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Articles, Commentaries

May we remain tentative when understanding others

By Ooi Kee Beng [Editorial in Penang Economic Monthly, October 2011]

Calling a spade a spade is easy enough when you live in a small monolingual and mono-cultural society – such societies are necessarily small. But try doing that in a multilingual and multicultural place like Malaysia, and you quickly realise that a lot of empathy, skill and tentativeness, especially, are involved in daily communication.

And I am not even thinking of the fact that all languages are full of dialectal nuances and class-based preferences; or that most people do not – and know that they do not – master their language of choice.

Truth is, we do not understand each other very well, whether within a culture or between cultures. What makes it possible for us to get along and function side by side is our wisdom of leaving things unsettled for the moment.

Sufficient understanding is what we seek, not total accord. Showing understanding is our best chance of understanding each other.

What I find surprising is how often I don’t understand my own kind, people who speak my language (or languages). More than that, of the people I dislike, most are of my own culture.

Assuming that this is the case for humans in general, we are faced with an enigma here. Individuals are so much a function of myriad aspects of human interaction that it is honestly difficult to pinpoint what is culturally or genetically common in our liking or disliking of others.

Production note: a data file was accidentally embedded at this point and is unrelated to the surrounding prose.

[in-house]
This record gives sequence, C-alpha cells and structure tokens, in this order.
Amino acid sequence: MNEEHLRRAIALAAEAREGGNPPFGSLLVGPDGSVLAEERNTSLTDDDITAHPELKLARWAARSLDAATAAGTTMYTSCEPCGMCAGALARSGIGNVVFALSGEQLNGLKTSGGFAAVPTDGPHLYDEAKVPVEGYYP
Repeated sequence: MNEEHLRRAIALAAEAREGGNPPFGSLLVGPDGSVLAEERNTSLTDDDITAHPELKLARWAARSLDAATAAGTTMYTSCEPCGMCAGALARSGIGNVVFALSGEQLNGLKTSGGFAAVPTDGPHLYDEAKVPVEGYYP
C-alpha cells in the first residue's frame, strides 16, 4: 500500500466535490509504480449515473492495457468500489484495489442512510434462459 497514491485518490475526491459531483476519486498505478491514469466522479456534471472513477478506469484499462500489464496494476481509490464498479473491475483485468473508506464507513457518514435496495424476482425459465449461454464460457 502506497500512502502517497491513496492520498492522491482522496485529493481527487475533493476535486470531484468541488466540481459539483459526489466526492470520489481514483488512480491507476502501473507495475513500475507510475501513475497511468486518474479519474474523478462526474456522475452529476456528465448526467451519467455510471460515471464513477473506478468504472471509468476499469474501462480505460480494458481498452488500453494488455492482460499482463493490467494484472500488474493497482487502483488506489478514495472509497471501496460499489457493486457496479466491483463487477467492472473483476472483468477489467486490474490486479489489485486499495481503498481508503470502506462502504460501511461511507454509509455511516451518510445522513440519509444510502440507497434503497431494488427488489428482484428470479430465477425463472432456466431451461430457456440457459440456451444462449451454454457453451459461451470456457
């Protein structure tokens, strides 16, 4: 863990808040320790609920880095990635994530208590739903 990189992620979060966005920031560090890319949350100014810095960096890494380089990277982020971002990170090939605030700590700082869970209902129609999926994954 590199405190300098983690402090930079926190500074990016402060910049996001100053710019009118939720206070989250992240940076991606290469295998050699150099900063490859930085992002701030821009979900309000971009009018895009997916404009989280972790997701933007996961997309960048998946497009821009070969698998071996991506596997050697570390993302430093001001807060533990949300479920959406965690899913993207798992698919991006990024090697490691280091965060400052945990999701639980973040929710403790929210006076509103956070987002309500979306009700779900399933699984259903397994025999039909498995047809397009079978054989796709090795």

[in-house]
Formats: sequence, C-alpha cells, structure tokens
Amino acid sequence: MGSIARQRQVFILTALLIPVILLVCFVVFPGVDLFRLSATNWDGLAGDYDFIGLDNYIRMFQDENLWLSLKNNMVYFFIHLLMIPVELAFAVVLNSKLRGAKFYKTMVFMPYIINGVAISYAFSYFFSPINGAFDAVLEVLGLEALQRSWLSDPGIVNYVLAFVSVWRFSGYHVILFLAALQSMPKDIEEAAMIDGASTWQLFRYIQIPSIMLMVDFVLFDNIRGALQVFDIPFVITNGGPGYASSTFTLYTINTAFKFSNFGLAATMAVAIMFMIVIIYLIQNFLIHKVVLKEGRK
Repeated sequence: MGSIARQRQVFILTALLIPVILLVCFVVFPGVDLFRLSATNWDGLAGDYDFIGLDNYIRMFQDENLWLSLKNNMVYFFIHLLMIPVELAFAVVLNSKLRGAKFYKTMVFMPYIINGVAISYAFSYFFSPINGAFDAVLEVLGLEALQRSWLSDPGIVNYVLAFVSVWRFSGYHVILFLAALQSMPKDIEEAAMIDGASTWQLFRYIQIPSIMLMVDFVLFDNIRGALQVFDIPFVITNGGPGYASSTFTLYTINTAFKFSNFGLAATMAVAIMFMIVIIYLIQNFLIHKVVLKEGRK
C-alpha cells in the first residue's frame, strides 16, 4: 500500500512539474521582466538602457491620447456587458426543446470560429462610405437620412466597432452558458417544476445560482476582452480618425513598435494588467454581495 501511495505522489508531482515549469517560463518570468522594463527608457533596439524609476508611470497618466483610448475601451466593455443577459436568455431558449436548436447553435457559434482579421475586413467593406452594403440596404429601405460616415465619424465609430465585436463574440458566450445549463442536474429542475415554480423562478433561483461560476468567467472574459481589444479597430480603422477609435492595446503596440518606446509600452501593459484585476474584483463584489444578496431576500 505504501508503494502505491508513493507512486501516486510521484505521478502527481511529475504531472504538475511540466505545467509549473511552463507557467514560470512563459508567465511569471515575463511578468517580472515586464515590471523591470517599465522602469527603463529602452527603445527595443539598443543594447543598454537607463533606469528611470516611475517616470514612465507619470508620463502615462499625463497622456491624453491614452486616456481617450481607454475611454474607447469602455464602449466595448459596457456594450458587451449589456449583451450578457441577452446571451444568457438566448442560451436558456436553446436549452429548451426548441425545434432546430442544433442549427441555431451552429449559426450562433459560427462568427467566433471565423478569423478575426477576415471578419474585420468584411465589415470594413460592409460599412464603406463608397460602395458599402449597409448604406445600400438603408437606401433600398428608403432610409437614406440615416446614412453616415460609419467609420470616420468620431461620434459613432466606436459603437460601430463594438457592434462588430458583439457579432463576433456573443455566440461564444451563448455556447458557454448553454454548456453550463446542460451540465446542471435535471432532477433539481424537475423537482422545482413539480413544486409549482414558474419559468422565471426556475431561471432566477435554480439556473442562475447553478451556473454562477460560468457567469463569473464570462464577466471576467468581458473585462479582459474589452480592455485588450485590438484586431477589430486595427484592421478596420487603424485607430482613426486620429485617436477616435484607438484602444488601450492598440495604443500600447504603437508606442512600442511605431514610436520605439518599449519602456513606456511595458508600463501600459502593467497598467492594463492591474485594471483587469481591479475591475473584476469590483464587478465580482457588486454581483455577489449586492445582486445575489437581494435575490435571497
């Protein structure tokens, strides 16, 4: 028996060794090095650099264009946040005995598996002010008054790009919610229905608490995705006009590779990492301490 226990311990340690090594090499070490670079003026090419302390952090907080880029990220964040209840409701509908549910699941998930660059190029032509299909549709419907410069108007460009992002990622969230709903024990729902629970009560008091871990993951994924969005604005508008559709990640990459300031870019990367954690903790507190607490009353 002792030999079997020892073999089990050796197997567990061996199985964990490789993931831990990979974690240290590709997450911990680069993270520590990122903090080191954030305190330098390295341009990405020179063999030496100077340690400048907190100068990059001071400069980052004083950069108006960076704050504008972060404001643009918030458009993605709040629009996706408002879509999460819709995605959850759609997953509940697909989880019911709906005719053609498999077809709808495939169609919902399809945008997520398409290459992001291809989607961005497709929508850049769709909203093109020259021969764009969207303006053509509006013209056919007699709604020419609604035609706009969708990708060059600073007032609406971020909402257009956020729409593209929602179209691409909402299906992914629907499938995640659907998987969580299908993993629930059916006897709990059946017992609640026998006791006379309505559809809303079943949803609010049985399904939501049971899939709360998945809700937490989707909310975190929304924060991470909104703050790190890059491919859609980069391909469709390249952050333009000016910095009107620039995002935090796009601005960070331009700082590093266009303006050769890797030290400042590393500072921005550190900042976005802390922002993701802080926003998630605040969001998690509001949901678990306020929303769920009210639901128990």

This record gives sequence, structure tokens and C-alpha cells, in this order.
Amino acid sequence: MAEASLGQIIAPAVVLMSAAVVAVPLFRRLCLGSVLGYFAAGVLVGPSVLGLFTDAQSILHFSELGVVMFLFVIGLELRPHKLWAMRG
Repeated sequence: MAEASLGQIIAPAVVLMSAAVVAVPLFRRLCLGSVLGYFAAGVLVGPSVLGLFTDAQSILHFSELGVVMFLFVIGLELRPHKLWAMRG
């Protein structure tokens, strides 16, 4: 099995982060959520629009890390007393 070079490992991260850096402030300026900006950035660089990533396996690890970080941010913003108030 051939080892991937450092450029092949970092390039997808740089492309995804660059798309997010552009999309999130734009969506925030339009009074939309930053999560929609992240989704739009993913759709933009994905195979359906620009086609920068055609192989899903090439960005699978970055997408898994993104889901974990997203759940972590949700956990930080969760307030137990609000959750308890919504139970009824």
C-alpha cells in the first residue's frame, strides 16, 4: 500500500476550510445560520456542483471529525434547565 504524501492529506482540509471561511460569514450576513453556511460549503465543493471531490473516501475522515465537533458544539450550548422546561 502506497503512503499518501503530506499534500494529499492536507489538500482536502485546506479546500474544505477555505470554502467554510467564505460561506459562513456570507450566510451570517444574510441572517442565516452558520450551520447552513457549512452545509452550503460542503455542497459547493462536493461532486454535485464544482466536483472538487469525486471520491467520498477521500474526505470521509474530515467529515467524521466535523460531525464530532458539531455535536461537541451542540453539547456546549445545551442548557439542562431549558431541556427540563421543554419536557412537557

So what does it mean to be a racist? And what does being provincial mean?

I do agree that we cannot function without prejudices. But when prejudices lose their tentative nature, then we have a problem. Bigotry, in short, results from prejudices forgetting their roots. Exposure does – though not always – challenge our prejudices. Provincialism or parochialism thus seems easy to remedy. Racism, however, is something else. It is a much tougher nut to crack, especially when sealed by an ideological or religious pretext. Perhaps, if it is brought home to a racist that he or she is just as prone to hate people of his own group as he or she is to hate outsiders, then he or she may realise that short cuts can only take him or her so far.

It is not misinterpretation or misunderstanding of others that is our problem. It is our failure to accept our fate that we never really communicate very well – individual to individual – that is our curse. Humility is not so much an ethical stand as it is an attitude that comes from knowing that we seldom understand each other. A tentative mode approach is our only guarantee against turning mad – or becoming a bigot.

Socrates was right – “The only true wisdom is in knowing you know nothing”.



About Ooi Kee Beng

Dr OOI KEE BENG is the Executive Director of Penang Institute (George Town, Penang, Malaysia). He was born and raised in Penang, and was the Deputy Director of ISEAS - Yusof Ishak Institute (formerly the Institute of Southeast Asian Studies, ISEAS). He is the founder-editor of the Penang Monthly (published by Penang Institute), ISEAS Perspective (published by ISEAS) and ISSUES (published by Penang Institute). He is also editor of Trends in Southeast Asia, and a columnist for The Edge, Malaysia.


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